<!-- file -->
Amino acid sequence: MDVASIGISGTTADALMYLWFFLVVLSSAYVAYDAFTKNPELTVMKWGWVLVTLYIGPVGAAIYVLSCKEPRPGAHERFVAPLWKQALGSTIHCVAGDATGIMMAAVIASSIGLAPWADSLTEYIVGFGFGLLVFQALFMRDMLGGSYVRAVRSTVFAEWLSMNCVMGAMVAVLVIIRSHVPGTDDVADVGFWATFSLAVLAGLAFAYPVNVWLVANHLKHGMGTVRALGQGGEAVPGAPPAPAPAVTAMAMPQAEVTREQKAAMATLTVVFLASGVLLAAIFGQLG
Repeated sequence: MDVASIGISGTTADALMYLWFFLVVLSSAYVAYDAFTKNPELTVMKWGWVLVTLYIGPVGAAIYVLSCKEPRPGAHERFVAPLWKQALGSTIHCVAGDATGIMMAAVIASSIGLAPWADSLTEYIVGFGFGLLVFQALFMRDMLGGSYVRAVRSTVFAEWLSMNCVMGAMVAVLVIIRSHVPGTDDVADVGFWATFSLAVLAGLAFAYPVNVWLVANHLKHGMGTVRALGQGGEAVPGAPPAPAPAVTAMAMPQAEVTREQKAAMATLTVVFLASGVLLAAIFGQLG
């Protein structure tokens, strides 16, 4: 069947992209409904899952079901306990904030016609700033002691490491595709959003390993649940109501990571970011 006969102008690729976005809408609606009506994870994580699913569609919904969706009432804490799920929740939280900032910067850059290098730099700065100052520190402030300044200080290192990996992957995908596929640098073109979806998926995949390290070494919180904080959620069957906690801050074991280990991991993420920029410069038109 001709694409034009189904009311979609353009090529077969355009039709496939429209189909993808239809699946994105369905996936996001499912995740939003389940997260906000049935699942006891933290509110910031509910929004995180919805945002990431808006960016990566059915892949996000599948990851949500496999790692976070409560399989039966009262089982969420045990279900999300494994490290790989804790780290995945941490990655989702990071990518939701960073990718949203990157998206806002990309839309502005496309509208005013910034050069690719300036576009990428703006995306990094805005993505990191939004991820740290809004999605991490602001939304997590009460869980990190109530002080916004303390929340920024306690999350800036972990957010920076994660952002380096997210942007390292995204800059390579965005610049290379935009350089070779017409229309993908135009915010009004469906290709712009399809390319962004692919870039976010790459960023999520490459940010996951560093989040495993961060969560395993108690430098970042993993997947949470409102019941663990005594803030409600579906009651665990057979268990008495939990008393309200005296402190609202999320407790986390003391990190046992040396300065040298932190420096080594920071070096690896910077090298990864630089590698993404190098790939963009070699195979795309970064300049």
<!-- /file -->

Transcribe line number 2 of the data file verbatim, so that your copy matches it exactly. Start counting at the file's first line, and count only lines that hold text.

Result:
Repeated sequence: MDVASIGISGTTADALMYLWFFLVVLSSAYVAYDAFTKNPELTVMKWGWVLVTLYIGPVGAAIYVLSCKEPRPGAHERFVAPLWKQALGSTIHCVAGDATGIMMAAVIASSIGLAPWADSLTEYIVGFGFGLLVFQALFMRDMLGGSYVRAVRSTVFAEWLSMNCVMGAMVAVLVIIRSHVPGTDDVADVGFWATFSLAVLAGLAFAYPVNVWLVANHLKHGMGTVRALGQGGEAVPGAPPAPAPAVTAMAMPQAEVTREQKAAMATLTVVFLASGVLLAAIFGQLG